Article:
Calgary - An integrated, multi-level climate plan

Assessment of the territories’ climate action


Association Climate Chance (Climate Chance)

Since 2015, the Climate Chance Association has been involved in the mobilization in the fight against climate change. It is the only international association that proposes to bring together on an equal footing all the non-State actors recognized by the UN. In order to strengthen their action and to give credibility to the climate stabilization scenarios, the Climate Chance Association launched in 2018 a Global Observatory of Non-State Climate Action, which aims to explain the evolution of greenhouse gas emissions, by crossing national public policies, with sectoral dynamics, private actors’ strategies, local public policies, and actions undertaken by the actors of the territory. In order to analyse the coherence of local public policies, Climat Chance proposes an assessment of « territorial mobilisations » through selected examples of cities and regions. Here, the Olympic city of Calgary.

Despite a decline between 2014-16, Calgary’s emissions are 16.5% higher than in 2005 and reach 18.5 MtCO2eq/yr in 2017. Calgary’s 2018-2022 strategy, which includes 23 programs and nearly 250 mitigation and adaptation actions, must, however, lead the city towards a 20% reduction in emissions by 2020. It is also linked to the Province of Alberta’s Climate Leadership Plan 2015, and the City Charter, a legislative framework negotiated between the cities of Calgary and Edmonton and the Government of Alberta, which requires the formulation of a climate plan, but also gives them greater flexibility of action.


Electricity accounts for 42% of Calgary’s emissions, far ahead of natural gas (24%), diesel (20%) and diesel (13%). This is due to the fact that 47% of Alberta’s electricity is generated from coal, 40% from natural gas and only 13% from renewables. Nevertheless, the province’s plan calls for coal-fired plants to be shut down by 2030 and is expected to contribute significantly to Calgary’s mitigation efforts. Calgary has also taken advantage of its region’s climate advantages by fully powering its own buildings with renewables. Wind energy has the lowest regional rate in Canada at 3.7 cents/kWh in 2018, and Calgary is the second sunniest city in the country for solar energy (CED 2018). Given Calgary’s energy mix, the energy efficiency of buildings, which account for 65% of emissions, is therefore an important lever for its mitigation strategy in two ways : the +500 m2 areas must meet the requirements of the Canadian Green Buidling Council’s national LEED ratification system. For the rest, the city has formulated its own good practices.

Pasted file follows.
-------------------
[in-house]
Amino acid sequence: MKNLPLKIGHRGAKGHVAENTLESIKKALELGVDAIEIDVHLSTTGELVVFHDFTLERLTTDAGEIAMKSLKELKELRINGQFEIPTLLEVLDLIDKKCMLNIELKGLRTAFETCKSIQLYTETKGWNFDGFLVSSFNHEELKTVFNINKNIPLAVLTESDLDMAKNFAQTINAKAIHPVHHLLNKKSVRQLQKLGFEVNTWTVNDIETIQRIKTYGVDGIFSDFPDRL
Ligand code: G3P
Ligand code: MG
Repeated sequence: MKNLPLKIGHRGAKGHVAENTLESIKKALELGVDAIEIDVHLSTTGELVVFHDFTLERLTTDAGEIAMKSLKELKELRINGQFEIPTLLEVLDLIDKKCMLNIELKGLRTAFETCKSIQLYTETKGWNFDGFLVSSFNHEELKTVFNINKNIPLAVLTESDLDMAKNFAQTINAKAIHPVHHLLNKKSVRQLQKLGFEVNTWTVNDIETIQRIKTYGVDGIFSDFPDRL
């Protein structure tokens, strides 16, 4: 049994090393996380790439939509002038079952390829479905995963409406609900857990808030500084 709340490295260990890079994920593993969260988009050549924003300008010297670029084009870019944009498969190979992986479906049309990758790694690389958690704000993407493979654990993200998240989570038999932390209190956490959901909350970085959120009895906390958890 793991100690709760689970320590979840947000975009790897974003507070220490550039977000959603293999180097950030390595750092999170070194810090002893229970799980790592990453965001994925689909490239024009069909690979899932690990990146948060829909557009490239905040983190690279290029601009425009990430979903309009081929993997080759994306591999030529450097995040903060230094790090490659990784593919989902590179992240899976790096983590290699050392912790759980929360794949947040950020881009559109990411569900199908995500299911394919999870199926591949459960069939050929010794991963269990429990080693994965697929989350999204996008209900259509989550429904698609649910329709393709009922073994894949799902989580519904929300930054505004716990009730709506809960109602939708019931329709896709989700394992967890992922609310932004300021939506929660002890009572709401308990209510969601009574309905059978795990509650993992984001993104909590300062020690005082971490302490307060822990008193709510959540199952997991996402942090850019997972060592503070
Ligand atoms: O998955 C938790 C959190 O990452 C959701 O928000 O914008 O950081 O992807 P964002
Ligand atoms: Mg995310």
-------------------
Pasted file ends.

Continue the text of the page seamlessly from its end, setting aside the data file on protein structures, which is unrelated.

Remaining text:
Calgary was the first city in the subcontinent to introduce a Light Rail Transit LRT (Light Rail Transit LRT) powered entirely by wind energy, saving 56,000 tonnes of CO2 per year, according to Calgary Transit, a public corporation. The city also holds the record in Canada for having the most rapid transit infrastructure available per capita with 53 km/million people (Pembina 2014) and one of the lowest congestion times in Canada behind Edmonton (Tom Tom index). However, an annual census of the modes of transportation used to access the business district in the morning during rush hours shows that their distribution has remained relatively stable over the past 10 years, with just under 50% of residents using the subway and public buses, between 40 and 45% using the car, and the rest using cycling or walking (Calgary 2018). The number of annual metro and bus journeys is decreasing, from 109 million in 2015 to 102 million in 2017 (CalgaryHerald), and the company is seeking to reverse this downward trend in modal shift with the opening of a third metro line in 2026, priority bus lanes, and a « transit-oriented development » of the city adapted to existing lines.

Calgary’s 2018 strategy also focuses on the energy efficiency of road transport to reduce emissions, including the development of electric vehicles and the creation of a network of charging stations in the southern part of the province with 70 stations currently in place in the city. Finally, Calgary Transit seems determined to modernize its bus network, encouraged in particular by the carbon tax introduced by the province of Alberta, which will reach CAD 30/tonne in 2018 and could cost more than CAD 2 million (RouteAhead Update).


To go further